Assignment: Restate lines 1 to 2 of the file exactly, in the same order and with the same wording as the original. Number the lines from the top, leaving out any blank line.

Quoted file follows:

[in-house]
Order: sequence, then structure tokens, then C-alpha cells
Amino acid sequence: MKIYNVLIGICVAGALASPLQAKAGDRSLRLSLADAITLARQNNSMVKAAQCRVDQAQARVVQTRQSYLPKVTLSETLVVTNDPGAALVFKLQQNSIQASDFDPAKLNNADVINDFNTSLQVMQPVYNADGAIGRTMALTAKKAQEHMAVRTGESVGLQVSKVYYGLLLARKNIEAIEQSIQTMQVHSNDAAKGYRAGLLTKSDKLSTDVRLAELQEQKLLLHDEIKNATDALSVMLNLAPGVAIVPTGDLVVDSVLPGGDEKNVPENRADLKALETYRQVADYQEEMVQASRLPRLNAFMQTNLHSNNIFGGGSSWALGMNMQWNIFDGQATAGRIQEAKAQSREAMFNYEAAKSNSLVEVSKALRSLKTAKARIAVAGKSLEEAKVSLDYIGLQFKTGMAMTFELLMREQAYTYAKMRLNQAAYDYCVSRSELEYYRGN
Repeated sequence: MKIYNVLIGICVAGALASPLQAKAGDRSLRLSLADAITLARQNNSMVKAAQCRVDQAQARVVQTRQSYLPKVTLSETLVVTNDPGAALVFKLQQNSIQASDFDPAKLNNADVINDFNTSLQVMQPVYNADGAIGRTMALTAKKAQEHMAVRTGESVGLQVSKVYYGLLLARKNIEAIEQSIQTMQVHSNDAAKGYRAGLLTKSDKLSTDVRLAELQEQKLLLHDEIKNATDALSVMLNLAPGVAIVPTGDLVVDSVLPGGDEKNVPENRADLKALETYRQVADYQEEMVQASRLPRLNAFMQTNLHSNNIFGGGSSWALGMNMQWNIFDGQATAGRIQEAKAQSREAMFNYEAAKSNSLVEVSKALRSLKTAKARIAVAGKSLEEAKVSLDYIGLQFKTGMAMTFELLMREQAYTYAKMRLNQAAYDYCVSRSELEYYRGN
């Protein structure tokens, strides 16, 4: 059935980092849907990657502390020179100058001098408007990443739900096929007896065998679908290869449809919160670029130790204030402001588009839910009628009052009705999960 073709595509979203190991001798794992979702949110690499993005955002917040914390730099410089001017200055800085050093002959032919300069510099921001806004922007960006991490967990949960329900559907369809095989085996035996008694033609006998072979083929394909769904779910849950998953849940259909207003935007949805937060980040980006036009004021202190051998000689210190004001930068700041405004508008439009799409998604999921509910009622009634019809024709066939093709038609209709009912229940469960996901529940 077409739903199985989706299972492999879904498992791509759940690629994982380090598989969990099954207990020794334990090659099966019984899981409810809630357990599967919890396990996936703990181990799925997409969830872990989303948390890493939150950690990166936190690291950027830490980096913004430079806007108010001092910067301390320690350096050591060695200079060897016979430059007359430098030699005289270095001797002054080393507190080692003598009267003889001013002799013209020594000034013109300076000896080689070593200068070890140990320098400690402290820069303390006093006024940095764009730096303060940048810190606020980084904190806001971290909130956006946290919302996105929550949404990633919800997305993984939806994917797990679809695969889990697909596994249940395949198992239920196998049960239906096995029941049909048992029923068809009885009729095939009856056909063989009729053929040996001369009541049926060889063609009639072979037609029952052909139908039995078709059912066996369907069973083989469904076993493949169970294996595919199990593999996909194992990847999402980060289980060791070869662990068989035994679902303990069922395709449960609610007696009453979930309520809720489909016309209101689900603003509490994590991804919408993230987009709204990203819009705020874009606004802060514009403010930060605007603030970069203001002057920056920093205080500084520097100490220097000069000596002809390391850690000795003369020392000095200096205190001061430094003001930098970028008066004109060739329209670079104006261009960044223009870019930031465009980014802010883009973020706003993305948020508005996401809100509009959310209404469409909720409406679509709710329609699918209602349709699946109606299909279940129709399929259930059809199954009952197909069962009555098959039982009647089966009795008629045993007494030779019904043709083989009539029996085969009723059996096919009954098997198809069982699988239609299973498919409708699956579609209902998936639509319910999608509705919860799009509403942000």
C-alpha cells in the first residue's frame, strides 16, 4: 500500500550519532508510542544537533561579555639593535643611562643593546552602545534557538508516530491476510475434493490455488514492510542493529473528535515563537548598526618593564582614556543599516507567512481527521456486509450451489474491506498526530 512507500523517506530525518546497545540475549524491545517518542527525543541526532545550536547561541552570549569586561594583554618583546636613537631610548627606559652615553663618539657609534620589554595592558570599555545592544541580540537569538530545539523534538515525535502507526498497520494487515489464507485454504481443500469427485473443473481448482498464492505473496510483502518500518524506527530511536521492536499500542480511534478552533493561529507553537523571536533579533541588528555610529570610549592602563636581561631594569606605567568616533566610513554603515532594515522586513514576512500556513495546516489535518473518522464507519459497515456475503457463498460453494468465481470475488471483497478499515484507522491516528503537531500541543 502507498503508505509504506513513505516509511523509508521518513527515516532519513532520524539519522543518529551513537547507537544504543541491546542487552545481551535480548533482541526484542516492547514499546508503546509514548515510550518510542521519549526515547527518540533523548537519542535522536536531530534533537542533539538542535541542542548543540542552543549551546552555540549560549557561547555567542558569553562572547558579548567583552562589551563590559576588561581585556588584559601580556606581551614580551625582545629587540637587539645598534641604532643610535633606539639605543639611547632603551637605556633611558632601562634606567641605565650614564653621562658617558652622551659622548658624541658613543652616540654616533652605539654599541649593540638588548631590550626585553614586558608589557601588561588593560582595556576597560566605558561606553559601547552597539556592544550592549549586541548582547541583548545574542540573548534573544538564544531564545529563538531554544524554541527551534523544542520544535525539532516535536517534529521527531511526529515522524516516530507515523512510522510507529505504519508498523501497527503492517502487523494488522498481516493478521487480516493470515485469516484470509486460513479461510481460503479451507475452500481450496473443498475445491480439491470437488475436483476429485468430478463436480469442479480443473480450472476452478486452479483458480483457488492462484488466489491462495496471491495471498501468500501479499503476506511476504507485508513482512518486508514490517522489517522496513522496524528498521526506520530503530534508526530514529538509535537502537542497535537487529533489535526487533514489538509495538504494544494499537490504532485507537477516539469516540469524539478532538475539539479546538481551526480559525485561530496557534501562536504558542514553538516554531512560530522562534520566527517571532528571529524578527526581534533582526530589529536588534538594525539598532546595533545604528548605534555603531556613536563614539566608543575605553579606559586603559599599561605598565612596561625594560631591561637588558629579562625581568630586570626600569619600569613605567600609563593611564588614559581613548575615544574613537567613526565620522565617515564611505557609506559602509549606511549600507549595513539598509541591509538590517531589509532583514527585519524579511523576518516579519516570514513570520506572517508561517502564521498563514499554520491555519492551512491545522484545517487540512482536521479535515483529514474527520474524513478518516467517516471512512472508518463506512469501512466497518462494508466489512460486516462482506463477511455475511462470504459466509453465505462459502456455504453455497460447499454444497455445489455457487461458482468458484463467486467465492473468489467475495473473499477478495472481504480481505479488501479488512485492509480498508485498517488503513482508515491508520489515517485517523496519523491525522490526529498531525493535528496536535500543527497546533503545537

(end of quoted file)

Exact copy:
[in-house]
Order: sequence, then structure tokens, then C-alpha cells